August 7, 2014 — As carrier capex continued at historic levels, aggressive network investment in both LTE coverage and densification initiatives by major tenants drove American Tower’s organic core growth by more than 11 percent in the U.S. market, officials said during the first quarter FY 2014 earnings call.
Outside of holistic agreements, amendments dropped, year over year, from 70 percent to 60 percent of American’s commenced new business. The split between amendments and collocations is expected to be 55 percent to 45 percent, respectively, in the future.
“This indicates to us that the shift towards densification from initial 4G coverage is well underway,” Tom Bartlett, chief financial officer said. “Accordingly we have increased our outlook for our domestic organic core growth to more than 9 percent for 2014, up more than 50 basis points versus our prior expectations.”
Another driver of demand for tower space is the deployment of Voice-over-LTE service or VoLTE with Verizon and AT&T planning commercial launches within the next 12 months.
“And our analysis to ensure the same quality of service, voice calls that travel via data packets over the internet necessitate greater cell site density compared to voice required to support classic circuit switch voice calls,” James Taiclet, chairman, president and CEO, American Tower said. Eventually, American projects that VoLTE will require carriers to increase the density of their networks by 20 percent to 30 percent.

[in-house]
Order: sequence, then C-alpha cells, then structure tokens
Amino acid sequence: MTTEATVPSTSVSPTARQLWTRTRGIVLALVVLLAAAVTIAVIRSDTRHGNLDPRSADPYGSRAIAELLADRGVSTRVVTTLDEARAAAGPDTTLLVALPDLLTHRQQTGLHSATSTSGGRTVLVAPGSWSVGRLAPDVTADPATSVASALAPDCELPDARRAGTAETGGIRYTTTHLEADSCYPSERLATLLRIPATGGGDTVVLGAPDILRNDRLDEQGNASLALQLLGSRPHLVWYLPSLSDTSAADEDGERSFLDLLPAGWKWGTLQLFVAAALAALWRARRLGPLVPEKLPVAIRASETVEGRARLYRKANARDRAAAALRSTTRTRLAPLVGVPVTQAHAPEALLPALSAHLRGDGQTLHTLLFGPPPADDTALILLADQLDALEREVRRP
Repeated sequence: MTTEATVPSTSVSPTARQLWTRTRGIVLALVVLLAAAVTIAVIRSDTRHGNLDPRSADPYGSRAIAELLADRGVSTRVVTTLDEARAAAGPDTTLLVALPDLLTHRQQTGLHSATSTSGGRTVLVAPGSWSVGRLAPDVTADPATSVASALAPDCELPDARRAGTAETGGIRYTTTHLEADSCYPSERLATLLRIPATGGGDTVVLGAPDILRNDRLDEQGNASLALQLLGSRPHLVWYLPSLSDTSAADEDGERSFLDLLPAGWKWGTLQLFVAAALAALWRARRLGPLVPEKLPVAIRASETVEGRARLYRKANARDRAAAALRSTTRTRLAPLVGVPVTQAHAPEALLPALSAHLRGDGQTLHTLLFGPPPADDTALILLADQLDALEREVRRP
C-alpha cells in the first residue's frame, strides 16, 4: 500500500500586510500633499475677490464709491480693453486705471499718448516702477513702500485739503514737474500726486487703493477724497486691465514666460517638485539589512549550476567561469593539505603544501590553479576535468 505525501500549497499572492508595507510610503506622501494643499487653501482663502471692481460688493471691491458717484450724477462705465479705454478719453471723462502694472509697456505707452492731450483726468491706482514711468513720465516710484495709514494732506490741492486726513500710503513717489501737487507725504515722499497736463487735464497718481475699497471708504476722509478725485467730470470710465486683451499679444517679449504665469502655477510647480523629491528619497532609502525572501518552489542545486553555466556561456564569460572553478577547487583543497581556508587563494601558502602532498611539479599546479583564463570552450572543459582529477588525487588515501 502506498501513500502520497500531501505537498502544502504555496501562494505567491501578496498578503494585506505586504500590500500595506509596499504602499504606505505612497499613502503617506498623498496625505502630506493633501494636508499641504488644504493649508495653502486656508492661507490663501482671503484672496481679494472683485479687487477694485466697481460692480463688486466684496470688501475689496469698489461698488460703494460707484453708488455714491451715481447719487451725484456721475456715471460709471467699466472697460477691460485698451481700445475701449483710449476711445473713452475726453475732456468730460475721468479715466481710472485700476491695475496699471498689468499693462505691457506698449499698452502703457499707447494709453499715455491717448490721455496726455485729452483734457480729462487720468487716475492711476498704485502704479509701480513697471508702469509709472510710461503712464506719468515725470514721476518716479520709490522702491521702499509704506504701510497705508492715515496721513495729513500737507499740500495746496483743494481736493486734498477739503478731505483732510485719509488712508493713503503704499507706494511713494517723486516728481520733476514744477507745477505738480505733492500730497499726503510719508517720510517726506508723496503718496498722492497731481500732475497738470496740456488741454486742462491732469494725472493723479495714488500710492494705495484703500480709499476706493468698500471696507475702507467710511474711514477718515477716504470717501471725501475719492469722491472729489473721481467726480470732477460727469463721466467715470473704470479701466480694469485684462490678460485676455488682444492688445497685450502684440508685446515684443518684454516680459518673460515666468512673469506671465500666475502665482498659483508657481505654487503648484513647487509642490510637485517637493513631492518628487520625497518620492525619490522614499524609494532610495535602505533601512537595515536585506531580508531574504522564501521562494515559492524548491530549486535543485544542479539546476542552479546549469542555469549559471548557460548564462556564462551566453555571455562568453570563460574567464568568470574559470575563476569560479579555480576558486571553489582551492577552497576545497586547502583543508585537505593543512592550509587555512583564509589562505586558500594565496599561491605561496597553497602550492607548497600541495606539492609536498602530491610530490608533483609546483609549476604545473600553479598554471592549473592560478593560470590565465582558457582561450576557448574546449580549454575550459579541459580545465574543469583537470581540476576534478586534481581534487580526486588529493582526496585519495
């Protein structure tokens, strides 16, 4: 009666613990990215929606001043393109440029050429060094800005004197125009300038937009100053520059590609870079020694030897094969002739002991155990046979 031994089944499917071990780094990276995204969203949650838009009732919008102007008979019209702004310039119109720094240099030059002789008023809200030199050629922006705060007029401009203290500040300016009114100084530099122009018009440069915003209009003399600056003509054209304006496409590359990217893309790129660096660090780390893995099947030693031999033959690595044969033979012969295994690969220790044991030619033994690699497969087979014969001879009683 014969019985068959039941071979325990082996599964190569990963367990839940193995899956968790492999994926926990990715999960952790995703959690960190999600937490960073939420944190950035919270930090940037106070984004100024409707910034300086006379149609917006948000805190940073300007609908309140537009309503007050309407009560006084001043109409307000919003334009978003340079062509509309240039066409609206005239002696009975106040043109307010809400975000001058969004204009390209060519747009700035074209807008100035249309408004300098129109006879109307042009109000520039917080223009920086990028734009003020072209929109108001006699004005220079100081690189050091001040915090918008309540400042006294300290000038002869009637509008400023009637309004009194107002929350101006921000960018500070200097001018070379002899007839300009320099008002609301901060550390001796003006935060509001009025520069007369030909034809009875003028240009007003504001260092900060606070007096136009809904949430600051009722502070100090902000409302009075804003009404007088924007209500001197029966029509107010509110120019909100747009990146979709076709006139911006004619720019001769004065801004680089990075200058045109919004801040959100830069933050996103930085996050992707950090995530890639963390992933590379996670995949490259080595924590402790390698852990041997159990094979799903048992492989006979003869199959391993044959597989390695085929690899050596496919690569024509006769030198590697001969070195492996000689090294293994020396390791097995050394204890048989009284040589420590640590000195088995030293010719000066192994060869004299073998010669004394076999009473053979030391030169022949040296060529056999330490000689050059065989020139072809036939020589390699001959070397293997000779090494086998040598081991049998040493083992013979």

Carrier wireless capital spending, which hit $34.3 billion in 2013, is expected to be nearly $35 billion this year, according to Taiclet, which has historically had a positive effect on organic core growth rates. From 2010 to 2012, annual aggregate spend on carrier wireless capital spending grew from $25 billion to $30 billion translated to organic core growth at American Tower in the range of 7 percent to 8 percent.
“The combination of the increasing numbers of high end smartphones and tablets significantly higher utilization per unit and a consumer focus on quality of service is in turn requiring carriers to continuously augment their networks,” he said.”At American Tower, we are seeing first hand others ramp-up and carrier spending is translating in to the significant leasing activity on our sites and our operations teams have been busier than ever processing application associated with these raising levels of new business.”
Roger Entner, analyst, Recon Analytics, puts the numbers into context. The combined capex of $21+ billion that AT&T spent last year was more than the 20 operators in the five largest European Union countries, combined.
“Indeed, [when you add in T-Mobile and Sprint] U.S. wireless carriers spent roughly $109.58 per US citizen to upgrade wireless infrastructure in 2013 whereas the EU5 carriers that serve the more affluent European countries spent significantly less, at roughly $52.64 per citizen,” Entner writes.